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The politics of road safety

Hero image description: 'The Crossing', Mumbai, 2013 Image credit:Joe Phillip Ninan Image license:CC-BY-NC-ND

Road safety is a major international health issue – each year traffic collisions kill an estimated 1.25 million people and injure up to 50 million. Of the fatalities, 90% occur in low- and middle-income countries, and most are among poorer working-age males - a group that tends to use vulnerable modes of transport such as walking, cycling and motorcycling.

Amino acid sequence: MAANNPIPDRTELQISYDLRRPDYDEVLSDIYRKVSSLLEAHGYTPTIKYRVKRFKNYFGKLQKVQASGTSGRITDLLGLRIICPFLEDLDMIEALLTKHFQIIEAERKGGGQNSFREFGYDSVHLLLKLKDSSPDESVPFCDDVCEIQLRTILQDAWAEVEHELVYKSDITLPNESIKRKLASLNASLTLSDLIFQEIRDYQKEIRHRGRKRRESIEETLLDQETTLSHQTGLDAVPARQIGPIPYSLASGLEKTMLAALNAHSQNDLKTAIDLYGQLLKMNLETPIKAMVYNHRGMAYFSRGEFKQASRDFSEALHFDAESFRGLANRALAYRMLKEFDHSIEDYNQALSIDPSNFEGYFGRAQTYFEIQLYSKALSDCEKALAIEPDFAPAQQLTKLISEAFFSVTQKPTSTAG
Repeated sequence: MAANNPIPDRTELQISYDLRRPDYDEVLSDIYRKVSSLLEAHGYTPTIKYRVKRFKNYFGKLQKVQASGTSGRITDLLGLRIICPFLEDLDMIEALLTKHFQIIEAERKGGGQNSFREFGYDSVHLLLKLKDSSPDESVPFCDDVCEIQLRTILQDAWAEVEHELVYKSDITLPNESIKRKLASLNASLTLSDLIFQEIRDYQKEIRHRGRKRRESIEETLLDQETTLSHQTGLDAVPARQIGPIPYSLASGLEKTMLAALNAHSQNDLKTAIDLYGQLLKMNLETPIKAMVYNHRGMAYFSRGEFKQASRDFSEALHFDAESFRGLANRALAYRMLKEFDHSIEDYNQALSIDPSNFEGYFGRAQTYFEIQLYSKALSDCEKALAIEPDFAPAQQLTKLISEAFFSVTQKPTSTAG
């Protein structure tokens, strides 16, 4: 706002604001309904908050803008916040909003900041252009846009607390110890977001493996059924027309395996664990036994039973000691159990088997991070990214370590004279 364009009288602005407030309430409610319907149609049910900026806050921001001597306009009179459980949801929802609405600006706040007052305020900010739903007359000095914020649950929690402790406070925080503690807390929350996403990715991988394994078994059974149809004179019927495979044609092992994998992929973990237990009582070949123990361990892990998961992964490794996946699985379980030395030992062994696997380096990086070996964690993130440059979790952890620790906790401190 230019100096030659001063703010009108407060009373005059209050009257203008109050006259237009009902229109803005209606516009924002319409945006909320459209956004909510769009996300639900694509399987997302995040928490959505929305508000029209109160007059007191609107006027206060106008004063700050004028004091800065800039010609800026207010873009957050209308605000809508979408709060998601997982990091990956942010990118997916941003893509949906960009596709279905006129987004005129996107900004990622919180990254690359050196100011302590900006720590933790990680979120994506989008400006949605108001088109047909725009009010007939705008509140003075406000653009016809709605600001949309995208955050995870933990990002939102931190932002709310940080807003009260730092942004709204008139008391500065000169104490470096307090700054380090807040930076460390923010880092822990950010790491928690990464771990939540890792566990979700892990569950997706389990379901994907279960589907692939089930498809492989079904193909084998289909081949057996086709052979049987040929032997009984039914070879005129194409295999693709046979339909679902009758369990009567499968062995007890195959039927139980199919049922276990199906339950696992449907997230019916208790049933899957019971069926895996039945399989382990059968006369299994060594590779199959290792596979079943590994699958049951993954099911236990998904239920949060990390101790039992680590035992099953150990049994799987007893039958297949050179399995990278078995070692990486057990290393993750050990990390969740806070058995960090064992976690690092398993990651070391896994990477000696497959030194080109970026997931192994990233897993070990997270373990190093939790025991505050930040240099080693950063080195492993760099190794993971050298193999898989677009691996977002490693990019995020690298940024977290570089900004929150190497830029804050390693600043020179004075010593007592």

Over the past 10 years, road safety has been escalated to an issue of international concern. The 2030 Agenda for Sustainable Development has two targets related to road safety - both are unlikely to be reached. Despite the substantial social and financial impacts of both fatalities and injuries, it seems road safety is just not being prioritised.

This new collaboration between the Overseas Development Institute (ODI) and the World Resources Institute (WRI) Ross Center for Sustainable Cities identifies the challenges to improving road safety in low- and middle-income countries, learn from stories of progress, and provide a series of strategies that can help decision-makers and practitioners working on road safety reform.

Staff

Alina Rocha Menocal, Leni Wild, Daniel Harris, Joseph Wales, Clare Cummings and Helen Dempster

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